Where are the men?: an investigation into female-headed households in Rini, with reference to household structures, the dynamics of gender and strategies against poverty

Brown, Brenda (1996) Where are the men?: an investigation into female-headed households in Rini, with reference to household structures, the dynamics of gender and strategies against poverty. Masters thesis, Rhodes University.

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Abstract

An in-depth study is conducted into ten female-headed households in the township of Rini, an underprivileged section of Grahamstown in the Eastem Cape region of South Africa. The study provides information on the way in which such households function in conditions of poverty and underemployment. The meaning of the term 'household' is clearly defined. A household consists of a group of people, who may or may not be kin-related, but who usually live under the same roof, eat together and share resources. Household members may be absent for varying periods of time, but are still considered to have rights in the household to which they belong. The female-headed household usually contains a core of adult women who are often uterine kin. Men are frequently members of these households and are usually related to the women who form the core. Their status and roles in such households are defined and intra-household relations between household members are discussed. In this study, female headship is observed to occur in conditions of poverty when an elderly woman is widowed, receives a regular income in the form of and old age pension, and when her status as the senior member of the household is acknowledged. The presence of men in female-headed households has not been widely emphasised in other studies, either of the female-headed household itself, or in research done in this area of South Africa. An attempt is therefore made to illustrate the way in which men function in these households and the varying roles they play. An attempt is also made to describe other structures and practices which support the female-headed household in a rapidly changing urban environment. These include church membership, burial society membership, the informal economy, wider kinship networks and, in the case of the men, the rite of circumcision.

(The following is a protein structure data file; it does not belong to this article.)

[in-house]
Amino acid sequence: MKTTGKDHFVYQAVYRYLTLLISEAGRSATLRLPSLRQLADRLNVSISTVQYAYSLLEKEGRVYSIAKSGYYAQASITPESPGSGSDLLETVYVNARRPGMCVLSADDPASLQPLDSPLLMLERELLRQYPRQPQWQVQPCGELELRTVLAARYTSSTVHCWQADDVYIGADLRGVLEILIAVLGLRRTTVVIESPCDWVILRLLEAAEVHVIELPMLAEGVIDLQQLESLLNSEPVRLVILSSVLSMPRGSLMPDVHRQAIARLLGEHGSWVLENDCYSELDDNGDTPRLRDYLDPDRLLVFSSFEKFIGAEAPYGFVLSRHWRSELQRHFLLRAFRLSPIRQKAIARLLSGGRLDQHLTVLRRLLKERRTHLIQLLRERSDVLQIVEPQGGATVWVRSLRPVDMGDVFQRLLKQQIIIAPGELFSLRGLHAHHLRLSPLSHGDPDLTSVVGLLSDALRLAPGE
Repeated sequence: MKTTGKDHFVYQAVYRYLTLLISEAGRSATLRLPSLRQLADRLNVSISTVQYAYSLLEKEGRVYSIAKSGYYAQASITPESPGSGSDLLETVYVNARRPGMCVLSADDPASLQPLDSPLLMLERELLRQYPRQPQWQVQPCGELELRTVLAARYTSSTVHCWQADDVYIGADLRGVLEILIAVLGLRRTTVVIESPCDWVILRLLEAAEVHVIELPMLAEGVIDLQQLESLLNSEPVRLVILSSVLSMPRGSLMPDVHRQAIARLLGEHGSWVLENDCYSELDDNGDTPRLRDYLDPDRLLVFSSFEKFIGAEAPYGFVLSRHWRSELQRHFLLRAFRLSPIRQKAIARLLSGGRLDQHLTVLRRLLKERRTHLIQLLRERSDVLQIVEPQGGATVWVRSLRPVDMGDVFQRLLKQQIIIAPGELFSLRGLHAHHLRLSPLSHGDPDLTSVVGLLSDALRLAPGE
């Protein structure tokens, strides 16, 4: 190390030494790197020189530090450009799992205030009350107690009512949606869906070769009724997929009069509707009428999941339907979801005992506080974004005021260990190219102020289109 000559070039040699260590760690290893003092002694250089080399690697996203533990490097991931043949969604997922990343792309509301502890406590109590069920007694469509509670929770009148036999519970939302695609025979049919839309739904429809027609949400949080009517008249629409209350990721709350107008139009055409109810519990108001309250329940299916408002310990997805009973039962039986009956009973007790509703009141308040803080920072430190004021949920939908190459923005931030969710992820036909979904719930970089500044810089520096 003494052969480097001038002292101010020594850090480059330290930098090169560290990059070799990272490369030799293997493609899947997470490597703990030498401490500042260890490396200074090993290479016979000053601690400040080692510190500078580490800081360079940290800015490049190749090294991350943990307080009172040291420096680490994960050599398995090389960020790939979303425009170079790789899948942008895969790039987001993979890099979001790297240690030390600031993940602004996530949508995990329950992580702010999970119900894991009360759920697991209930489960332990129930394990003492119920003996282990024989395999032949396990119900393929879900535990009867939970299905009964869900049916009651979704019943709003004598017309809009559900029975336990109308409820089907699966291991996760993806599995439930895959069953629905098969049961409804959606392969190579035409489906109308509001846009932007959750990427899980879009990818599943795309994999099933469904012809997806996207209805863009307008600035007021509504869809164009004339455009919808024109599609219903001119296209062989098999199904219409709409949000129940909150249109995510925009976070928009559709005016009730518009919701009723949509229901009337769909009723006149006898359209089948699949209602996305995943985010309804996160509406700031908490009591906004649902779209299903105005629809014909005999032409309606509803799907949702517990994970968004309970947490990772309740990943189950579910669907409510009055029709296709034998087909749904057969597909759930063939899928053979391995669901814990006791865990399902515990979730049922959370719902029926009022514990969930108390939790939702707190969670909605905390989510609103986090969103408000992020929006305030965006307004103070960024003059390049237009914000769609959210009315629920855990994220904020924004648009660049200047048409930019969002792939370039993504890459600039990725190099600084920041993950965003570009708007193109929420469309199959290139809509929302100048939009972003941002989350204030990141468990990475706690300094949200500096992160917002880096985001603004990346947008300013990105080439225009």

Item Type:Thesis (Masters)
Uncontrolled Keywords:Female-headed households, Rini, Grahamstown, Eastern Cape, South Africa, Poverty, Underemployment, Uterine kin, Men, Women, Status, Function, Widows
Subjects:H Social Sciences > HN Social history and conditions. Social problems. Social reform
H Social Sciences > HQ The family. Marriage. Woman
H Social Sciences > HT Communities. Classes. Races
Divisions:Faculty > Faculty of Humanities > Anthropology
Supervisors:Buijs, Gina
ID Code:3244
Deposited By: Philip Clarke
Deposited On:30 Aug 2012 12:11
Last Modified:30 Aug 2012 12:11
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